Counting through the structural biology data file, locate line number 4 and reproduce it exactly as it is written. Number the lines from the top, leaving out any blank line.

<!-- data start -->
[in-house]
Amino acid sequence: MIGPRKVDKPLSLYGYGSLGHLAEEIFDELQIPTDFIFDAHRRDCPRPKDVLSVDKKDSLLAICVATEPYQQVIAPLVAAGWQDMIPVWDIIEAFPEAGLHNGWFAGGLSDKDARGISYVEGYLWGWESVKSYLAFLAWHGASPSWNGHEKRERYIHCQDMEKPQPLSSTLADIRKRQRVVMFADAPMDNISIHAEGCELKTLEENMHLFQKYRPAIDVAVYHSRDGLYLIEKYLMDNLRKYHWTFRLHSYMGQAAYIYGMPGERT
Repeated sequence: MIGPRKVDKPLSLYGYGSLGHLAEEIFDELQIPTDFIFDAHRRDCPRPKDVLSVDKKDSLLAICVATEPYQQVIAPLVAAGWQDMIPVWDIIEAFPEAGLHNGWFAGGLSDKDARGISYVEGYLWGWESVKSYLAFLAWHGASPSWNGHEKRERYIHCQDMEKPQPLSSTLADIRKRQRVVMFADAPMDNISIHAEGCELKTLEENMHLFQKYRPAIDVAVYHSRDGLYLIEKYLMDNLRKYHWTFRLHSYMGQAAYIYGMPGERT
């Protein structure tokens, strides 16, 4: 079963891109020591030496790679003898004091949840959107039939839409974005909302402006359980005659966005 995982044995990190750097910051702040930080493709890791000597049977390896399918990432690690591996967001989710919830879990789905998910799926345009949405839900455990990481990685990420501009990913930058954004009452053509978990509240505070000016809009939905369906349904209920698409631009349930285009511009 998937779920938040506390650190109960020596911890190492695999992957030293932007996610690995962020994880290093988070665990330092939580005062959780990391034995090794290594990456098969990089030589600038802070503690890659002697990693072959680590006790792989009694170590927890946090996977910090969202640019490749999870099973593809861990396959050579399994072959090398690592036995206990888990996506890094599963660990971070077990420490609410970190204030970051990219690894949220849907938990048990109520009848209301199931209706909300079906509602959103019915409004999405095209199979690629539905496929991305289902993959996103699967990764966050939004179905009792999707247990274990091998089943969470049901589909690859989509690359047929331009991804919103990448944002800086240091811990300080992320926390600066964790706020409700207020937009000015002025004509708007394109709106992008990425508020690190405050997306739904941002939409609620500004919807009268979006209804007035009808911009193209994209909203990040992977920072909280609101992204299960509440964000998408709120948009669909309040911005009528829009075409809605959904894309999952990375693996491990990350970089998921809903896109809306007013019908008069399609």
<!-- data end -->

């Protein structure tokens, strides 16, 4: 079963891109020591030496790679003898004091949840959107039939839409974005909302402006359980005659966005 995982044995990190750097910051702040930080493709890791000597049977390896399918990432690690591996967001989710919830879990789905998910799926345009949405839900455990990481990685990420501009990913930058954004009452053509978990509240505070000016809009939905369906349904209920698409631009349930285009511009 998937779920938040506390650190109960020596911890190492695999992957030293932007996610690995962020994880290093988070665990330092939580005062959780990391034995090794290594990456098969990089030589600038802070503690890659002697990693072959680590006790792989009694170590927890946090996977910090969202640019490749999870099973593809861990396959050579399994072959090398690592036995206990888990996506890094599963660990971070077990420490609410970190204030970051990219690894949220849907938990048990109520009848209301199931209706909300079906509602959103019915409004999405095209199979690629539905496929991305289902993959996103699967990764966050939004179905009792999707247990274990091998089943969470049901589909690859989509690359047929331009991804919103990448944002800086240091811990300080992320926390600066964790706020409700207020937009000015002025004509708007394109709106992008990425508020690190405050997306739904941002939409609620500004919807009268979006209804007035009808911009193209994209909203990040992977920072909280609101992204299960509440964000998408709120948009669909309040911005009528829009075409809605959904894309999952990375693996491990990350970089998921809903896109809306007013019908008069399609």